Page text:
We spent the latter part of the morning and afternoon learning more of the work being done on N.C. State’s Campus and how these efforts can be applied elsewhere. As a delegate from the host school, I felt a sense of pride overcome me when I could see other leaders amazed by our work here. It made me want to continue in all of the efforts. This transitioned us into more group project planning for our tasks. My team and I immediately began brainstorming all of our ideas and compiled a list of everything we thought would better campaign for campus food pantries. We developed a campaign entitled #ChooseU. Our message was that no student should have to choose between housing, education, or food even though they are sometimes put into that situation. #ChooseU is a representation of a fictional school called Choose University that shares the access to a food pantry online, physically, and through programming. These diversified styles of campaigning were ideal to our team since any of the methods could be applicable to a university depending on the platform that is already available to the leadership teams. This project demonstrated the applicability of the Relational Leadership Model in that we established our common purpose as our first step. As we contributed ideas, we adapted to the issues and listened to one another in order to empower each of our team members. When dividing up tasks, we each took on the one that pertained to our strengths so that each person was included into the area that they could be the best leader. We all understood that this cause was something that could potentially affect our roommates, friends, faculty, and staff and for that, it was ethically important for us to do this project to the best of our abilities. Each step had its difficulty and we built off one another in a coherent process of leadership.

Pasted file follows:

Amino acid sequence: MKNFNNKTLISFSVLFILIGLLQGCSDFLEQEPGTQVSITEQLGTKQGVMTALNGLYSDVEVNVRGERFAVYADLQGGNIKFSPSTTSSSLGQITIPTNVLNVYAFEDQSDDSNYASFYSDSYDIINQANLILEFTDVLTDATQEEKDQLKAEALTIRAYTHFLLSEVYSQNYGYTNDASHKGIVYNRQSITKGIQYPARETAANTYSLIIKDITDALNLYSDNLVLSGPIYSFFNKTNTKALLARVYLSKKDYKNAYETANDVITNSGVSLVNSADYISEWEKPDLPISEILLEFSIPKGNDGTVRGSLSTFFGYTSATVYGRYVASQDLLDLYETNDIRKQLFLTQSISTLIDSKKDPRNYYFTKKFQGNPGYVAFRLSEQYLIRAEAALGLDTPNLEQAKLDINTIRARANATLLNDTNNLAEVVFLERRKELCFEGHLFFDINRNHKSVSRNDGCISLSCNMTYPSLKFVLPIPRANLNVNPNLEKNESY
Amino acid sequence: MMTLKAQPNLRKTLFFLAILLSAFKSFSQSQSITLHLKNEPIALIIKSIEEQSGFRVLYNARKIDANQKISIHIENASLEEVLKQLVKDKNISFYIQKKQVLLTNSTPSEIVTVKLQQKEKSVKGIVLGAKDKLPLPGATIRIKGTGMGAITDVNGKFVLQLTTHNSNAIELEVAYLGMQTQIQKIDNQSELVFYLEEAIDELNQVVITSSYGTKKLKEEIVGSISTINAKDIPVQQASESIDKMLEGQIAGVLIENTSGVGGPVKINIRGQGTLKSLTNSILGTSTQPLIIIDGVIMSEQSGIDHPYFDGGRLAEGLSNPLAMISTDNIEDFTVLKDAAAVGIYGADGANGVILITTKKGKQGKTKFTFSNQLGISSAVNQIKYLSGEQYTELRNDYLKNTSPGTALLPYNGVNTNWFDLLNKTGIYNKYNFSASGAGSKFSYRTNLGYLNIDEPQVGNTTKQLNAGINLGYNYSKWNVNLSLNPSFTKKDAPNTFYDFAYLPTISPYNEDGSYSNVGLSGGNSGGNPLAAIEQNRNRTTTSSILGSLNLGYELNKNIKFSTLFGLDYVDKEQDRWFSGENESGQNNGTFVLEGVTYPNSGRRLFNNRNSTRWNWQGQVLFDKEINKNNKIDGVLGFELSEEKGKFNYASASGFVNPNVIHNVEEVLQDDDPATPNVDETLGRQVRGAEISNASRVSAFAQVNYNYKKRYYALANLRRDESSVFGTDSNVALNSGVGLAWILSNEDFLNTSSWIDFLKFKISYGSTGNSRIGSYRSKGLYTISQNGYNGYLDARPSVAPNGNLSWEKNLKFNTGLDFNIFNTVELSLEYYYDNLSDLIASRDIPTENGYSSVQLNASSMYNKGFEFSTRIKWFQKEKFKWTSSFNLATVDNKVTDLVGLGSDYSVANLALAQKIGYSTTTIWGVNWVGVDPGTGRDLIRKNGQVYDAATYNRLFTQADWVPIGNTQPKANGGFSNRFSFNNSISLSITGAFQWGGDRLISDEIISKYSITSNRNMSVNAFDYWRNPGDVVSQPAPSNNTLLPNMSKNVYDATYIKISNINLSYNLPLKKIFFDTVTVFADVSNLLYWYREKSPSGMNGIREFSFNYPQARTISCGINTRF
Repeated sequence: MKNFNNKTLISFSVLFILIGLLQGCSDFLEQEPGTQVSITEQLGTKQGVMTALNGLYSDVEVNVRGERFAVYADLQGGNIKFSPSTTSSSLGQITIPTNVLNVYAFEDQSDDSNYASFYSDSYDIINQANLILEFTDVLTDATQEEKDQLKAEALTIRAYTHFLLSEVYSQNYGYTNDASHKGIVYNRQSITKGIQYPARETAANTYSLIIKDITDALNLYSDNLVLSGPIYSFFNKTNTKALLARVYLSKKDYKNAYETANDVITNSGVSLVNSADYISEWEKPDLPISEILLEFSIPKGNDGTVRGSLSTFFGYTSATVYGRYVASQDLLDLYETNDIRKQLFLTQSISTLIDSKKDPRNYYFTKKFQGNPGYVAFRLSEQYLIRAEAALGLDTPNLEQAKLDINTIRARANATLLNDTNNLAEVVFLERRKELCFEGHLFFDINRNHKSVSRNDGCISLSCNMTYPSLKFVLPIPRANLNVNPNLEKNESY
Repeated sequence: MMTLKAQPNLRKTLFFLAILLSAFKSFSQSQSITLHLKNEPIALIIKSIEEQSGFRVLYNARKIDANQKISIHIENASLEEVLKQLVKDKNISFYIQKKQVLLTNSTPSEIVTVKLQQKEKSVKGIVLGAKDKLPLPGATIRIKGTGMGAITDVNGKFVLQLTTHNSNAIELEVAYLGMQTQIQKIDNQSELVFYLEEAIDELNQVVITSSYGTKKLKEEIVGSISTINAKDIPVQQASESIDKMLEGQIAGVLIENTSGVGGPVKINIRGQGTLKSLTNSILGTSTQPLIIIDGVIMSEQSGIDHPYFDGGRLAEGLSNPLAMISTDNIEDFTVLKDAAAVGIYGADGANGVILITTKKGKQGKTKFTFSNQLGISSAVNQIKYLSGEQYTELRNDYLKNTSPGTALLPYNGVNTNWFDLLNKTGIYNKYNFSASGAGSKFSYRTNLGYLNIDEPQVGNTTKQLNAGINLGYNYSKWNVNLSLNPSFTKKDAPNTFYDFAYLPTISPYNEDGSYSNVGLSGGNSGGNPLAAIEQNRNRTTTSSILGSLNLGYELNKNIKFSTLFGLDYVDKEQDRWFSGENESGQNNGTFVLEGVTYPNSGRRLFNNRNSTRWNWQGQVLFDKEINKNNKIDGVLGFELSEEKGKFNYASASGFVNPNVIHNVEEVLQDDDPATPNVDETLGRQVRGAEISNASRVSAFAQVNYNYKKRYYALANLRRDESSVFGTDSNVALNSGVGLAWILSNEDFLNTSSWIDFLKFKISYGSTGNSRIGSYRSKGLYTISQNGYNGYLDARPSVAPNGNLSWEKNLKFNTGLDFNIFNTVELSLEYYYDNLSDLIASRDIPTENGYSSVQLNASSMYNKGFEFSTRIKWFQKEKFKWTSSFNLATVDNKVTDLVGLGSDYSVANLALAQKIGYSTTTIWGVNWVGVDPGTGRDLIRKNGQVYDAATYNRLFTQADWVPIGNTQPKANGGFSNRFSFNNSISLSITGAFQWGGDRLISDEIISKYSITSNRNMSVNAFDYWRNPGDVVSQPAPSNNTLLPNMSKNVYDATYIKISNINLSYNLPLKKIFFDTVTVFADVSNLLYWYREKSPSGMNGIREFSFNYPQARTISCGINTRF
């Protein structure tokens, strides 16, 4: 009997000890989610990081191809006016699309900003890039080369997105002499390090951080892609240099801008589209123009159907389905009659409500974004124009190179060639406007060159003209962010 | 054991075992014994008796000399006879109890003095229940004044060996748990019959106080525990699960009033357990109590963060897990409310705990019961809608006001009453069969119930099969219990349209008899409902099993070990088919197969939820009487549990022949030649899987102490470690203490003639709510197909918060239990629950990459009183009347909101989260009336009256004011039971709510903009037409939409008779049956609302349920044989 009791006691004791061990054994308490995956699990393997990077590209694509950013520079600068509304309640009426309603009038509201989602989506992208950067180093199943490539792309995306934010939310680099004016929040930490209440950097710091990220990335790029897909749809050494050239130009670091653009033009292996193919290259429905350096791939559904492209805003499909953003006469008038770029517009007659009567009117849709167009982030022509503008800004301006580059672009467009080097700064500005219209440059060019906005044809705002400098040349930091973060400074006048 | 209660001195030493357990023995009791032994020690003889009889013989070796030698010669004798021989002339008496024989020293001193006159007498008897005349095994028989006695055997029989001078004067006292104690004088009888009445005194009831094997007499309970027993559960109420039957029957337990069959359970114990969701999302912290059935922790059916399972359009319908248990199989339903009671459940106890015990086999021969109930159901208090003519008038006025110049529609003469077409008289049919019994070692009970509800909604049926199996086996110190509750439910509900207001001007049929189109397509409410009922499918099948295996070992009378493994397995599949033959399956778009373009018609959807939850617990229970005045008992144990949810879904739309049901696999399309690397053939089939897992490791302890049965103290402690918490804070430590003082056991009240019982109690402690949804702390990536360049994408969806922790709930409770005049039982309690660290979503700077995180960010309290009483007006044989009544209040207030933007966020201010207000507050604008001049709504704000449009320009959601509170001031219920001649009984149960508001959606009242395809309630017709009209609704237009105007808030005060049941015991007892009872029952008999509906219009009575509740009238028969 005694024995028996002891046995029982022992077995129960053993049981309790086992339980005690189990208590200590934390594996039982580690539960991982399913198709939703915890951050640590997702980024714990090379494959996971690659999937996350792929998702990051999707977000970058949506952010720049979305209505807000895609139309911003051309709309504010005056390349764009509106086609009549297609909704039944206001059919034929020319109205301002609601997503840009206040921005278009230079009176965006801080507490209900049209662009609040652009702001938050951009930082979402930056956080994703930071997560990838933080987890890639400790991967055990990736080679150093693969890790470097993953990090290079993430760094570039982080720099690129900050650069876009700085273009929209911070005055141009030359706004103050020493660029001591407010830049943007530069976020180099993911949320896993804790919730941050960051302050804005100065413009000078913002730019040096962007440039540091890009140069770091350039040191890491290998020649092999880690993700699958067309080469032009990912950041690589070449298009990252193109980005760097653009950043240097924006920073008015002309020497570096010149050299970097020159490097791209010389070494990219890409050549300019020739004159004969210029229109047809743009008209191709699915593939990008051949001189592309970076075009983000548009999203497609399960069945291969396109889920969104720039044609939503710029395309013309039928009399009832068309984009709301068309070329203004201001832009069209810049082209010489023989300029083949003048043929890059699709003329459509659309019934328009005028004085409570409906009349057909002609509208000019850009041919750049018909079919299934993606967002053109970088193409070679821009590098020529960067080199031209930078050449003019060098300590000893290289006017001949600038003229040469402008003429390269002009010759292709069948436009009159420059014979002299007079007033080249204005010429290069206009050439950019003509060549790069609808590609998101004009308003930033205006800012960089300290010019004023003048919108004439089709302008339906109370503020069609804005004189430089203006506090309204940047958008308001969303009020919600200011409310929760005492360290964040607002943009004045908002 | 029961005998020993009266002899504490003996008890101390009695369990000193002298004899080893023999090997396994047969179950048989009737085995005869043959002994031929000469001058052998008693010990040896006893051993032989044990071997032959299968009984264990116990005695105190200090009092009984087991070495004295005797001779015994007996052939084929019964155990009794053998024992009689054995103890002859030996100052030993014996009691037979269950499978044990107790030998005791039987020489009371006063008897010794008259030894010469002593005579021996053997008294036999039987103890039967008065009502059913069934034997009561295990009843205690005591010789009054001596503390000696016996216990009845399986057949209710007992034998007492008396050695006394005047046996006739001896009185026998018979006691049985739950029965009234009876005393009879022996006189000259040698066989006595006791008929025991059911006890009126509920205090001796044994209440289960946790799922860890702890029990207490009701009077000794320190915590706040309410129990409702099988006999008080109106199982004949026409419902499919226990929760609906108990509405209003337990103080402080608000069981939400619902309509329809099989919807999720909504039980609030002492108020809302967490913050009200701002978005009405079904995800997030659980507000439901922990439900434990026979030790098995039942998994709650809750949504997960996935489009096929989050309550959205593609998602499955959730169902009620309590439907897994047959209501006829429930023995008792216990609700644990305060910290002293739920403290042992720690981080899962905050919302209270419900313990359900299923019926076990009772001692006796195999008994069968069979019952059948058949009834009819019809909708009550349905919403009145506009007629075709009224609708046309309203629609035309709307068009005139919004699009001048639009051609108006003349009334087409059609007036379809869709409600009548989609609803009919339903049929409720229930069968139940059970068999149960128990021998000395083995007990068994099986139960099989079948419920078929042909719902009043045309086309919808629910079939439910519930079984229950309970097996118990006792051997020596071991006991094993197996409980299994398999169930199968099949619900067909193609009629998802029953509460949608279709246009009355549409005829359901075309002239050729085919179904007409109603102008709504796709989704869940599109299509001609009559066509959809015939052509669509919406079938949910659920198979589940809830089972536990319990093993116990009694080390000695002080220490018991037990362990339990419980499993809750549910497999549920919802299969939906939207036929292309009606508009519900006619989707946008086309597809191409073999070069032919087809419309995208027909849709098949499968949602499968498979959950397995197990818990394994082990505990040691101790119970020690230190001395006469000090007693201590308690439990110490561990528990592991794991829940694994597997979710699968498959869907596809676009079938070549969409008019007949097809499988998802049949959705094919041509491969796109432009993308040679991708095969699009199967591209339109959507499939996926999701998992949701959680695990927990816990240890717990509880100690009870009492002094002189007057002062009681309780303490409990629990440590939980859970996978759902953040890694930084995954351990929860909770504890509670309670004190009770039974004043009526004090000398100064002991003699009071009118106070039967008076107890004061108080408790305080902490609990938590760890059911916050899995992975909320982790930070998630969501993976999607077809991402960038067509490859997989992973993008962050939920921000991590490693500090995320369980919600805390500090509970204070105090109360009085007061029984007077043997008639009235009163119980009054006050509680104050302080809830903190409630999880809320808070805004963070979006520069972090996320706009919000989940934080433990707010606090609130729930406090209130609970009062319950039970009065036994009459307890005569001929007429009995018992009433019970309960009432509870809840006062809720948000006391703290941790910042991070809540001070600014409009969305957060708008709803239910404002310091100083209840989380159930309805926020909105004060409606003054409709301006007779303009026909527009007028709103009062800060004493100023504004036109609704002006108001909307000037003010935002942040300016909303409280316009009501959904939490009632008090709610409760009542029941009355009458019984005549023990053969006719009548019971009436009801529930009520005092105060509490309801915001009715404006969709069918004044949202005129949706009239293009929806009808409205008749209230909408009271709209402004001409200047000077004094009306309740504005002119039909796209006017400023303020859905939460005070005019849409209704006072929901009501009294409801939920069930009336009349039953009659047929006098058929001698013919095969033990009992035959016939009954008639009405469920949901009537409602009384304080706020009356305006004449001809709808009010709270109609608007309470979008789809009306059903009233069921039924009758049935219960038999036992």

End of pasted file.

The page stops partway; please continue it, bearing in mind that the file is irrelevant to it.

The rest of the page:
The night event was by far my favorite experience. We worked with organization RISE Against Hunger in order to package meals. It became a competition and different universities came together to be teams and package all of their meals first. For the first time in my life, I was rooting for Duke University, UNC Chapel Hill, and N.C. State as one team. Together we were able to package 25,000 meals in under two hours. 95 students. 25,000 meals. This event was so incredible to me that I have planned to do it with my Dual-Degree Scholars Program and my Fraternity.
The following day was a day of reflection and group presentation. I had never seen so many project presentations that burst with passion, effort, and leadership quality. During the presentation, every delegate was taking notes, knowing that they could take these ideas back with them. In the campus delegation reflections, the NCSU team and I were able to express how we intended to stay together and unite our varying organizations- New Student Programs, Feed the Pack Food Pantry, Multicultural Club, and Student Government. I have personally begun to write a bill on uniting host families with out of state and international students for breaks where campus is closed. These actions would not have been possible without the ACC Leadership Symposium and the efforts of every delegate and their need to serve their community. Together, everyone achieves more. Together, we will end food and housing insecurity. Together, we will nourish our communities.